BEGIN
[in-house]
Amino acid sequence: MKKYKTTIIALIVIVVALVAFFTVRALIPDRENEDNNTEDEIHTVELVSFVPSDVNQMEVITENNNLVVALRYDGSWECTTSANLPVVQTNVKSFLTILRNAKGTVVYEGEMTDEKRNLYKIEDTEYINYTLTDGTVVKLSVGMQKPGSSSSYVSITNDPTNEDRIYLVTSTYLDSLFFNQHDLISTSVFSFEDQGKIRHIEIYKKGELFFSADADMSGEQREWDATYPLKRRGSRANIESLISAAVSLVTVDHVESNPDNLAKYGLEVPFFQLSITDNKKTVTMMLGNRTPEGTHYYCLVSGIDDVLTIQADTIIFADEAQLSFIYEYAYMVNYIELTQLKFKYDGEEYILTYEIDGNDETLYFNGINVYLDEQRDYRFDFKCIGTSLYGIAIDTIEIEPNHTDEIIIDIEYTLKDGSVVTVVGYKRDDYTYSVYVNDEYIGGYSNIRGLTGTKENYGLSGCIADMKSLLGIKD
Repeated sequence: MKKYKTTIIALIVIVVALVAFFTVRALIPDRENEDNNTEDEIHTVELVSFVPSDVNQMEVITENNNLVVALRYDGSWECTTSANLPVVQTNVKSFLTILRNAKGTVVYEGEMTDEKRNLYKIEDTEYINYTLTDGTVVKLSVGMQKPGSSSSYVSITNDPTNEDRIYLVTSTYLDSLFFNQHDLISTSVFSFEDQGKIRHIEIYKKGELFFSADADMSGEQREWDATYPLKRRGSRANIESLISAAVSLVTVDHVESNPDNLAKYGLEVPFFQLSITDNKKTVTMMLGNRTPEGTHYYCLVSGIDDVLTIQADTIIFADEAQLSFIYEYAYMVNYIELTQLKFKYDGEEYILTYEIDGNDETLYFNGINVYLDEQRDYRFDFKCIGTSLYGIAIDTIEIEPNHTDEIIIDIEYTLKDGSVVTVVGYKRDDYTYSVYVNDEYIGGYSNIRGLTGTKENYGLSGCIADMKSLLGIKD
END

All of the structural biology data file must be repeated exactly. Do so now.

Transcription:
[in-house]
Amino acid sequence: MKKYKTTIIALIVIVVALVAFFTVRALIPDRENEDNNTEDEIHTVELVSFVPSDVNQMEVITENNNLVVALRYDGSWECTTSANLPVVQTNVKSFLTILRNAKGTVVYEGEMTDEKRNLYKIEDTEYINYTLTDGTVVKLSVGMQKPGSSSSYVSITNDPTNEDRIYLVTSTYLDSLFFNQHDLISTSVFSFEDQGKIRHIEIYKKGELFFSADADMSGEQREWDATYPLKRRGSRANIESLISAAVSLVTVDHVESNPDNLAKYGLEVPFFQLSITDNKKTVTMMLGNRTPEGTHYYCLVSGIDDVLTIQADTIIFADEAQLSFIYEYAYMVNYIELTQLKFKYDGEEYILTYEIDGNDETLYFNGINVYLDEQRDYRFDFKCIGTSLYGIAIDTIEIEPNHTDEIIIDIEYTLKDGSVVTVVGYKRDDYTYSVYVNDEYIGGYSNIRGLTGTKENYGLSGCIADMKSLLGIKD
Repeated sequence: MKKYKTTIIALIVIVVALVAFFTVRALIPDRENEDNNTEDEIHTVELVSFVPSDVNQMEVITENNNLVVALRYDGSWECTTSANLPVVQTNVKSFLTILRNAKGTVVYEGEMTDEKRNLYKIEDTEYINYTLTDGTVVKLSVGMQKPGSSSSYVSITNDPTNEDRIYLVTSTYLDSLFFNQHDLISTSVFSFEDQGKIRHIEIYKKGELFFSADADMSGEQREWDATYPLKRRGSRANIESLISAAVSLVTVDHVESNPDNLAKYGLEVPFFQLSITDNKKTVTMMLGNRTPEGTHYYCLVSGIDDVLTIQADTIIFADEAQLSFIYEYAYMVNYIELTQLKFKYDGEEYILTYEIDGNDETLYFNGINVYLDEQRDYRFDFKCIGTSLYGIAIDTIEIEPNHTDEIIIDIEYTLKDGSVVTVVGYKRDDYTYSVYVNDEYIGGYSNIRGLTGTKENYGLSGCIADMKSLLGIKD